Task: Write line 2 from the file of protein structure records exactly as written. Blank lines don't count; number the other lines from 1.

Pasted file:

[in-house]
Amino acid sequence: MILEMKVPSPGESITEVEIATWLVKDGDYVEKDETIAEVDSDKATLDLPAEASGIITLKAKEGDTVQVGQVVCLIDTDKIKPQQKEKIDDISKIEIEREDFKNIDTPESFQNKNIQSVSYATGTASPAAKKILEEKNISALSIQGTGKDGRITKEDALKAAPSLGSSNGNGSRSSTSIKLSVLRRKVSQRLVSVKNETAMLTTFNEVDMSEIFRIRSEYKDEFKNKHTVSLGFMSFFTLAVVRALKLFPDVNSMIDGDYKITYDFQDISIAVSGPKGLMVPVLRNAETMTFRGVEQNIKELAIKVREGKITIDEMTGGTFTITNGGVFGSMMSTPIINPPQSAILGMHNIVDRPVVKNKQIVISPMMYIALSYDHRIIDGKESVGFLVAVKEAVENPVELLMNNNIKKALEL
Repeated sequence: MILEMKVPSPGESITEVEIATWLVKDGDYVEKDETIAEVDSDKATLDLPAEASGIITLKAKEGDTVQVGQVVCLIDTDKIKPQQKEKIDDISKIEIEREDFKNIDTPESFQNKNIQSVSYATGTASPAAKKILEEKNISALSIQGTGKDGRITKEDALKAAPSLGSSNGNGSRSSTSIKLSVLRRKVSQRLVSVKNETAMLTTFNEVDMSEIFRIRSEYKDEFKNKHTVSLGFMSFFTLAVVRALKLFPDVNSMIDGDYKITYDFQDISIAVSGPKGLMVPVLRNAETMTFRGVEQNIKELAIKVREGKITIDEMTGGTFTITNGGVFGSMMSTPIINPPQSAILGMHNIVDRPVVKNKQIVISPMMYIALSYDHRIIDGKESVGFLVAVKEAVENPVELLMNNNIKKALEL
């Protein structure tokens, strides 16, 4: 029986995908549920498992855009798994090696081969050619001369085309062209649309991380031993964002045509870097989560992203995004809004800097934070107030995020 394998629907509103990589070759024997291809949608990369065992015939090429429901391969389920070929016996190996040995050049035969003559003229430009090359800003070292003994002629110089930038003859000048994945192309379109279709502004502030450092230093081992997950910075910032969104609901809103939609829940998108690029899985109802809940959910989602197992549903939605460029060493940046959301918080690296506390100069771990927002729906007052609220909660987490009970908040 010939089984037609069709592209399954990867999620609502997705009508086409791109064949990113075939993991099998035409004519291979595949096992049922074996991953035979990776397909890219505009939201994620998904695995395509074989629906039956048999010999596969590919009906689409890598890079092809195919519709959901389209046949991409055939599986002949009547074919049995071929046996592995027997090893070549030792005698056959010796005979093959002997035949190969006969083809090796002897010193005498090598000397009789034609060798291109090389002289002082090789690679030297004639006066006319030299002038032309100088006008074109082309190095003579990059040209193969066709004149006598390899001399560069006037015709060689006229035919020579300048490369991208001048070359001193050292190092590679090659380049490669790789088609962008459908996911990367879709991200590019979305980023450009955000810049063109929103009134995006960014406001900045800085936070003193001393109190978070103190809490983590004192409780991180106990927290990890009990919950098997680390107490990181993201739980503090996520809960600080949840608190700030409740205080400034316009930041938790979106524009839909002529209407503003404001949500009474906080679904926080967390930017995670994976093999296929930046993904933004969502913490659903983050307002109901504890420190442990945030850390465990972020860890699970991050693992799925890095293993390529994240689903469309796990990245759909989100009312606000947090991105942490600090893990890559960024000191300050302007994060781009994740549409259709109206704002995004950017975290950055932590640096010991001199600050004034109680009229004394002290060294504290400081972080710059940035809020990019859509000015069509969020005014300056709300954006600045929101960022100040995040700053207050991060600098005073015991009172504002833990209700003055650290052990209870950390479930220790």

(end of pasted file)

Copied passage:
Amino acid sequence: MILEMKVPSPGESITEVEIATWLVKDGDYVEKDETIAEVDSDKATLDLPAEASGIITLKAKEGDTVQVGQVVCLIDTDKIKPQQKEKIDDISKIEIEREDFKNIDTPESFQNKNIQSVSYATGTASPAAKKILEEKNISALSIQGTGKDGRITKEDALKAAPSLGSSNGNGSRSSTSIKLSVLRRKVSQRLVSVKNETAMLTTFNEVDMSEIFRIRSEYKDEFKNKHTVSLGFMSFFTLAVVRALKLFPDVNSMIDGDYKITYDFQDISIAVSGPKGLMVPVLRNAETMTFRGVEQNIKELAIKVREGKITIDEMTGGTFTITNGGVFGSMMSTPIINPPQSAILGMHNIVDRPVVKNKQIVISPMMYIALSYDHRIIDGKESVGFLVAVKEAVENPVELLMNNNIKKALEL